Although the conservation group welcomes sustainable development, it is apprehensive over the developments projected along the river, especially power production in China, Myanmar, and Laos, as well as the intervention by the Chinese government in setting up three development projects in the border area along the river.  In Chiang Kong for instance, it is proposed to be a logistics city which the communities fear might affect their cultural way of life as well the aquatic life in the river.  Like Kenya, Thailand, Laos and Myanmar governments are lax in their enforcement of strict measures laid out in treaties and regulations and it is jeopardizing the Mekong River.  As I look at the many environmental strategies and policies in Kenya on environmental management visa vie the degradation of lands in Kaptembwo and Subukia quarry fields, I wonder: When shall we move from policy to practice?

Just recently, the Nakuru County Government planned to develop an elegant tourist hotel on Thompson falls in Nyahuru, which has elicited reaction from communities around the tourist attraction augmented by many of the encroachment of human activities on nature.  There seems to be a huge connection between countries in terms of strategies for natural resource management and exploitation for sustainable development with additional similarities in failure to practically implement the voluminous legislations lying in the governments’ printers.

You may gain temporary appeasement by a policy of concession to violence, but you do not gain lasting peace that way (Anthony Eden)

Moses Chavene, Kenya
Rotary Peace Fellow
June 2015 Session


9 comments on “From Policy to Practice: A Kenya-Thai Perspective

  1. Pingback: From Policy to Practice: A Kenya-Thai Perspective | madmochas

  2. topetempler
    July 15, 2015

    Reblogged this on topetempler and commented:
    Indeed, as my fellow Rotary Peace Fellow from Nigeria, Templer Olaiya, puts it: “The world is just like a book and those who do not travel only read a page.”

  3. Jeanne Schaller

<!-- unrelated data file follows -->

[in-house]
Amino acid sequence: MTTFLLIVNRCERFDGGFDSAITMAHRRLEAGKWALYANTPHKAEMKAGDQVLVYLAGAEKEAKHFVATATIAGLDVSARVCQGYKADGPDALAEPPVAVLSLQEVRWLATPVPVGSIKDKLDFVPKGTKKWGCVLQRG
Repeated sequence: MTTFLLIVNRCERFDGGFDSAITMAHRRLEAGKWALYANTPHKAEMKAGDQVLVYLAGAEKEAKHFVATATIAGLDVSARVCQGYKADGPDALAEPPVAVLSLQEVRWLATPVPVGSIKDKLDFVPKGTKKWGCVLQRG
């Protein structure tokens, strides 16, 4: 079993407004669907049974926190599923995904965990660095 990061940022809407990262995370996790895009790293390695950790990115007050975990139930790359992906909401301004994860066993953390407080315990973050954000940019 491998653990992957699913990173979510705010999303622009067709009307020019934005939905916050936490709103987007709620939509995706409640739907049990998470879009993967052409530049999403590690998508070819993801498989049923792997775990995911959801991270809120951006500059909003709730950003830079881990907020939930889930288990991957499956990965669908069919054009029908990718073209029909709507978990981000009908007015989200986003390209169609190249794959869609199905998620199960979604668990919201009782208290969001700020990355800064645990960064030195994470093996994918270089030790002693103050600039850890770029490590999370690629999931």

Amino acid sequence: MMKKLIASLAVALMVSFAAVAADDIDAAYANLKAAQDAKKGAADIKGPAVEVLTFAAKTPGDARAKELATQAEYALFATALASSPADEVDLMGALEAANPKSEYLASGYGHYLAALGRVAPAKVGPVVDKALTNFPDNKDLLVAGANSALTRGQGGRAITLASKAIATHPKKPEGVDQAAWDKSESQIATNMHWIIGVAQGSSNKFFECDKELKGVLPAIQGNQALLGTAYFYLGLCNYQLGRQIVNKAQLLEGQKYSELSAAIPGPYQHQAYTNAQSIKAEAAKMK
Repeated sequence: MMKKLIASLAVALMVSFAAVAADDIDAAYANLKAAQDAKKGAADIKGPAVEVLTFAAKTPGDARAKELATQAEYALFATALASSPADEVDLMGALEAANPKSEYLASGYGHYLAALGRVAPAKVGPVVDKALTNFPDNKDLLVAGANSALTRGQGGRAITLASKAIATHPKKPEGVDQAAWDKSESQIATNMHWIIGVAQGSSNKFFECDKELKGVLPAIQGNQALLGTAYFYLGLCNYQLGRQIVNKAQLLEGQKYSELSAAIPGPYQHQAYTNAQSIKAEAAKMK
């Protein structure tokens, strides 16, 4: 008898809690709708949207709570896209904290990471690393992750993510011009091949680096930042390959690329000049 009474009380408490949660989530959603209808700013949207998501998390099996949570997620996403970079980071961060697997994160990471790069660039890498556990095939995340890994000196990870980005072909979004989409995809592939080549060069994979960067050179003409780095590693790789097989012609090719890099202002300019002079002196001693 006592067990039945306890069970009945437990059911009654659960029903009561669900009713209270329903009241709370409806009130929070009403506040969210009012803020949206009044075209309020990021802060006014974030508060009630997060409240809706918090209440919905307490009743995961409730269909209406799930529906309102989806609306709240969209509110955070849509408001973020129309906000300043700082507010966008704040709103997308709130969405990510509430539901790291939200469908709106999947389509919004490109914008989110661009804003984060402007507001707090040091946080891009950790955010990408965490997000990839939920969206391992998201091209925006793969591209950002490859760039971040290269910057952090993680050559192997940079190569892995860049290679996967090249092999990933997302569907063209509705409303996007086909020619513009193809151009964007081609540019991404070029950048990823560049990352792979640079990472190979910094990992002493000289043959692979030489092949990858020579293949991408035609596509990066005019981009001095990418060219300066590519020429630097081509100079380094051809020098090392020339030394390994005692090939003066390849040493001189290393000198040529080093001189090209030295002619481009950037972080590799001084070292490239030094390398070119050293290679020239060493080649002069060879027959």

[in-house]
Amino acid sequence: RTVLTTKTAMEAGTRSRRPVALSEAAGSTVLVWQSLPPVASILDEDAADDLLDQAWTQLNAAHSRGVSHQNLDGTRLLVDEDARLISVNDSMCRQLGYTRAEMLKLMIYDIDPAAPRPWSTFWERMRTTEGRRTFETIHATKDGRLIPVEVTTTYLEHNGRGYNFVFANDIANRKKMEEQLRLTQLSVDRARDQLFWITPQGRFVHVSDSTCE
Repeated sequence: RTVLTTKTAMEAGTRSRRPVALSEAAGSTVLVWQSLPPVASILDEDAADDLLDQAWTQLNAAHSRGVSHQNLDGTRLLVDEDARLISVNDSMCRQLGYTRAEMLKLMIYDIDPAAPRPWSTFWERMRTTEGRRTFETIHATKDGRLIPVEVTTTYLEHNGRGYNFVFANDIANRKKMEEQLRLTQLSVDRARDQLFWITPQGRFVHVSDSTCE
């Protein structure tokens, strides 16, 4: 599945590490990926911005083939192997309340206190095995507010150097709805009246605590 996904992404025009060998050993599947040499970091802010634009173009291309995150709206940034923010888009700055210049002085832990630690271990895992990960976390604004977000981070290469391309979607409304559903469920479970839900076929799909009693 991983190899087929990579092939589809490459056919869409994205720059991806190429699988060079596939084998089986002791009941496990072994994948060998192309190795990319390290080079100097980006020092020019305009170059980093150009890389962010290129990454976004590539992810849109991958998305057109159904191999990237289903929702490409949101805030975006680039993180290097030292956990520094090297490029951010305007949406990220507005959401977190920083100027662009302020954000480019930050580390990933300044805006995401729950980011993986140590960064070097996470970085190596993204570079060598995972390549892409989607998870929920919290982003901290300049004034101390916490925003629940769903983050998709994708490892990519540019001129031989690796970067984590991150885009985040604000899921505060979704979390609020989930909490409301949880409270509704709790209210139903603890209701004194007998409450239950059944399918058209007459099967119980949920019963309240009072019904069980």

July 15, 2015

    Moses, I liked your writing on this blog very much. I’m very glad that you didn’t let the theft of your luggage stop you from coming here. What a gift it is to know you and to hear you call me Mom.

    It was interesting to follow your thinking back and forth from Thailand to Kenya, Doi Tung to local areas back home. Your question “When shall we move from policy to practice?” is key to bringing about changes that you hope for. I hope you see some of that transition before too many more years pass. Your quote by Anthony Eden is very true. YOU will be one of the people who help others realize the truth of this. Thank you, Mom

    • moseschavene
      July 16, 2015

      Thank you Mom, You always give me courage to continue and work extra hard in all my endavours. Your positive comments and the hope you have in me gives me strength and motivates me even more. May God Bless you Abundantly.

  4. Linda Kageha
    July 16, 2015

    Your story shows us that we can do anything despite the challenges. The youth of Kenya are proud of and ready to learn from you. Great work keep it up.

    • moseschavene
      July 27, 2015

      Thank you very much Linda. I will be glad to teach am impart this great knowledge to the youths back in my country when i come.

  5. Kevin Cklax
    July 16, 2015

    Amazing piece here Moses. For the art of it, I like how you’ve blended you experiences in the recent past with the situations back at home and over there. It is true that Kenya suffers many conflict challenges despite the amazing policies and regulatory frameworks, the mother of all,our very unique and progressive constitution promulgated close to 5 years ago.
    As Jeanne rightly put on her comment, it is YOU (and I) who should do something to bring a solution to where we’re stuck – policy stage – and move to implementation part. Our collective actions, however small they may seem individually is what will ultimately restore our country and even others in similar situations.
    Peace has been evasive and it solution with time become even more complex, as we move from political ethnicity to terrorism and radicalization of our youths.

    But when all said and done, ACTion now is what matters. Lets ACT towards a better tomorrow.

    • moseschavene
      July 27, 2015

      Thank you very much Kevin. I take note of your compliments and cognizance of the fact that indeed alot need to be done. Moreover, i envision that new wars will continue to erupt persistently if greater and smarter efforts are not made to prevent them. Current dangers stem from factors such as the rise of racism, tribalism, corruption, disrespect of human rights, lack of citizen participation, unstable regimes, global economic turbulence, climate change, and the shift in global power distribution. Preventing degeneration after wars end is inadequate to prevent most new conflicts, because post-conflict recurrences constitute majority of all conflict outbreaks.